Antabanez and I disembark to wander around where this all happened: the city of Paterson.

The Makings Of A 'Toilet' River

Paterson was the Silicon Valley of the 1800s. Lots of entrepreneurs thrived there. The nation came to depend on Paterson for locomotives, silk and cotton. The first Colt revolvers were made there. John Holland perfected the first motorized submarines in the Passaic River at Paterson.

All of this manufacturing and industry created an attitude in New Jersey that it was OK to dump waste into the Passaic. That worked for decades, because a river can flush away a certain small portion of sewage and gunk. But that works only so long.

While Paterson was polluting the Passaic from midway along the river, New Jersey's largest city, Newark, was doing the same from the final miles of the river.

In between the two cities, the river has absorbed two centuries of human waste, debris, industrial junk.

For a long time, the river followed what writer Mary Bruno says is the magic of "the solution to pollution is dilution." Bruno has an unpublished tome about the river called From Paradise to Superfund Site. She grew up along the lower river and used her skills as a writer and scientist to dig deeply into the step-by-step degradation process that ruined the Passaic.

Bruno says the Passaic gradually became incapable of naturally cleansing what humans threw into it. The result was what she calls the making of "a toilet." Like many other people, Bruno grew up with warnings from adults to stay away from the Passaic.

There's an official ban on eating fish from the lower 17 miles of the river. And most everybody I talked to was even afraid of touching the water.

The members of the Nereid Rowing Club — in the Passaic River town of Rutherford, below Paterson — use the river every day to practice racing. High school teams do so, too. But everyone is sure to keep his mouth closed.

The Best Intentions Can Run Amok

We get back on the river itself on a bigger boat at Newark. Capt. Billy Sheehan is part of a national group called The Riverkeepers. He's out to reclaim the Passaic and its neighboring river, the Hackensack.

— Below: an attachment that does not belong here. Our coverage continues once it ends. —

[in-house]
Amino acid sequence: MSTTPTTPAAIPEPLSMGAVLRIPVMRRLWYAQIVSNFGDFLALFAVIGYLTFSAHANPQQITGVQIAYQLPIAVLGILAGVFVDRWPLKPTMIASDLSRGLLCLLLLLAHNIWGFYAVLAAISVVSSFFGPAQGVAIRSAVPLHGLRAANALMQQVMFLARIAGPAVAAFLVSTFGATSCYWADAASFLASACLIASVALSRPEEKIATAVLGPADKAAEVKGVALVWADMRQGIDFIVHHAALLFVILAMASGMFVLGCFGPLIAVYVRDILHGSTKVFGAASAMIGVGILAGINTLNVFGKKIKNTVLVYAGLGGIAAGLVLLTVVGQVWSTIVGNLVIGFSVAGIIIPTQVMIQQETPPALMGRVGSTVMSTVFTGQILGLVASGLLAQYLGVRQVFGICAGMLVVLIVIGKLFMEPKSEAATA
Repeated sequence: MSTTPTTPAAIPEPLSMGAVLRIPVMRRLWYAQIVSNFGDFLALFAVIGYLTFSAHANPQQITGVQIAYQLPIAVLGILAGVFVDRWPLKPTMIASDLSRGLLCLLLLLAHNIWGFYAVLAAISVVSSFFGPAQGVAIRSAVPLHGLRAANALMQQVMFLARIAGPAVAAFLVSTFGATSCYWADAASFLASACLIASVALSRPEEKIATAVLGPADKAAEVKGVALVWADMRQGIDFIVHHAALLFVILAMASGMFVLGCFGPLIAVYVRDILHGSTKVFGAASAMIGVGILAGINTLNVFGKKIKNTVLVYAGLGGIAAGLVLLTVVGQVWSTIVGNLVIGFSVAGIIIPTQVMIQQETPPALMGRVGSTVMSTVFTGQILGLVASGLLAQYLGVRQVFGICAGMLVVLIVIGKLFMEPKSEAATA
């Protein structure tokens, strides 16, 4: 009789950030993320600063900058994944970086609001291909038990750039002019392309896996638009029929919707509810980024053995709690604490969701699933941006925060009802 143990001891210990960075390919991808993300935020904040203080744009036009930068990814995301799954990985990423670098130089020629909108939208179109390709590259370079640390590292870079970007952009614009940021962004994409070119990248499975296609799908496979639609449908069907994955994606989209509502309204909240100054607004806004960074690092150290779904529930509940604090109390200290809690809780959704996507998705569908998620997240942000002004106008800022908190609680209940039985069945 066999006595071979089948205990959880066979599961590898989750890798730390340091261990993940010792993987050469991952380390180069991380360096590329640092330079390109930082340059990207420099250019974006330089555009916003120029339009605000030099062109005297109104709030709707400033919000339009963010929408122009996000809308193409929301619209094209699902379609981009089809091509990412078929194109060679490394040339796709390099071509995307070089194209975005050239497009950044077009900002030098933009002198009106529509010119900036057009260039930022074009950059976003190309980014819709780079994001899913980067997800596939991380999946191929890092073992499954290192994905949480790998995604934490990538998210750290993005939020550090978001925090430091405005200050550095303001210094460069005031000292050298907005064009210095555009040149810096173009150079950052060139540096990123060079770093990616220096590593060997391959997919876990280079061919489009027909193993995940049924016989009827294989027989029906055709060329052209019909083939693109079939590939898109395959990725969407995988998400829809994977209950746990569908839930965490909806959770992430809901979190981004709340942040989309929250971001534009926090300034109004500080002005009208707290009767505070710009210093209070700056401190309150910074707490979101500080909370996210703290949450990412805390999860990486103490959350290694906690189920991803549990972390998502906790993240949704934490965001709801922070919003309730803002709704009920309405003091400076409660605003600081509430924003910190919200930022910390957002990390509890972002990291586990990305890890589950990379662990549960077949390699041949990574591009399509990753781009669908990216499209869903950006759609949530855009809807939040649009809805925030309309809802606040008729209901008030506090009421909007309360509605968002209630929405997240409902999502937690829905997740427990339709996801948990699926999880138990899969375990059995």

We take a cruise up and down the Passaic from where it enters Newark Bay to the downtown section of the city. Today, Newark's pollution comes in forms Alexander Hamilton couldn't have dreamed of: paint plants, meat-rendering factories and a plant that made the defoliant Agent Orange.

Some pollution experts say if you scrape away one layer of poison in the river, you find another. Deadly dioxin covers a layer of mercury. Dig deeper and you find polychlorinated biphenyls — PCBs — which were once used as coolants and insulating fluids.

The job is enormous. It's not even clear that disturbing some of the garbage wouldn't be worse than letting it stay buried under dirt and sand and water. The work goes on, but it can last decades — or might never be done.

My river journey revealed a truth about dreamers. I learned that the best intentions can run amok, given enough time. Hamilton had the extraordinary vision to see the potential of harnessing water power. But even this brilliant Founding Father had only limited foresight.

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Corrected: November 29, 2010 at 9:00 PM PST
We incorrectly attributed an assertion near the end of this piece to the Environmental Protection Agency's John Senn. He did not suggest that the cleanup work "can last decades — or might never be done."
Art Silverman has been with NPR since 1978. He came to NPR after working for six years at a daily newspaper in Claremont, New Hampshire.